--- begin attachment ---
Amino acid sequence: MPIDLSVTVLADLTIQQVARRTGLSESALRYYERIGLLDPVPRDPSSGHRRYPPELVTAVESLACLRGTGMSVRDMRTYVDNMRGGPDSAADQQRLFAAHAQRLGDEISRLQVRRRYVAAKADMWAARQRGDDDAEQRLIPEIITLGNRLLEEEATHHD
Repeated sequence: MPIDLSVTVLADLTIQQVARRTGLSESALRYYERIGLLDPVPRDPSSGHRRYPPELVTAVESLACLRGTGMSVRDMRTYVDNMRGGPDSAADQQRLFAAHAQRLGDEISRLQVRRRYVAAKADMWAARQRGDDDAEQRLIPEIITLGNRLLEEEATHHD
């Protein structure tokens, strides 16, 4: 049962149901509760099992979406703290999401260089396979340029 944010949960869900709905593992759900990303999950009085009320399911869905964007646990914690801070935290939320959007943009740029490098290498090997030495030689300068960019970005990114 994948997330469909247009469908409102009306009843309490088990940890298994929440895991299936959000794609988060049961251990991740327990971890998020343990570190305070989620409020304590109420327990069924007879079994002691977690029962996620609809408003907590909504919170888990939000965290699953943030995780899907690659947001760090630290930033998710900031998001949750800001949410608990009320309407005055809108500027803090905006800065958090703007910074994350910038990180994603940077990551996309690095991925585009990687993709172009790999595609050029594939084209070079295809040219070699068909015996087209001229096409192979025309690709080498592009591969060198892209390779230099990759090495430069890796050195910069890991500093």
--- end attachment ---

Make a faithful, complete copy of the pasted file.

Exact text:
Amino acid sequence: MPIDLSVTVLADLTIQQVARRTGLSESALRYYERIGLLDPVPRDPSSGHRRYPPELVTAVESLACLRGTGMSVRDMRTYVDNMRGGPDSAADQQRLFAAHAQRLGDEISRLQVRRRYVAAKADMWAARQRGDDDAEQRLIPEIITLGNRLLEEEATHHD
Repeated sequence: MPIDLSVTVLADLTIQQVARRTGLSESALRYYERIGLLDPVPRDPSSGHRRYPPELVTAVESLACLRGTGMSVRDMRTYVDNMRGGPDSAADQQRLFAAHAQRLGDEISRLQVRRRYVAAKADMWAARQRGDDDAEQRLIPEIITLGNRLLEEEATHHD
């Protein structure tokens, strides 16, 4: 049962149901509760099992979406703290999401260089396979340029 944010949960869900709905593992759900990303999950009085009320399911869905964007646990914690801070935290939320959007943009740029490098290498090997030495030689300068960019970005990114 994948997330469909247009469908409102009306009843309490088990940890298994929440895991299936959000794609988060049961251990991740327990971890998020343990570190305070989620409020304590109420327990069924007879079994002691977690029962996620609809408003907590909504919170888990939000965290699953943030995780899907690659947001760090630290930033998710900031998001949750800001949410608990009320309407005055809108500027803090905006800065958090703007910074994350910038990180994603940077990551996309690095991925585009990687993709172009790999595609050029594939084209070079295809040219070699068909015996087209001229096409192979025309690709080498592009591969060198892209390779230099990759090495430069890796050195910069890991500093």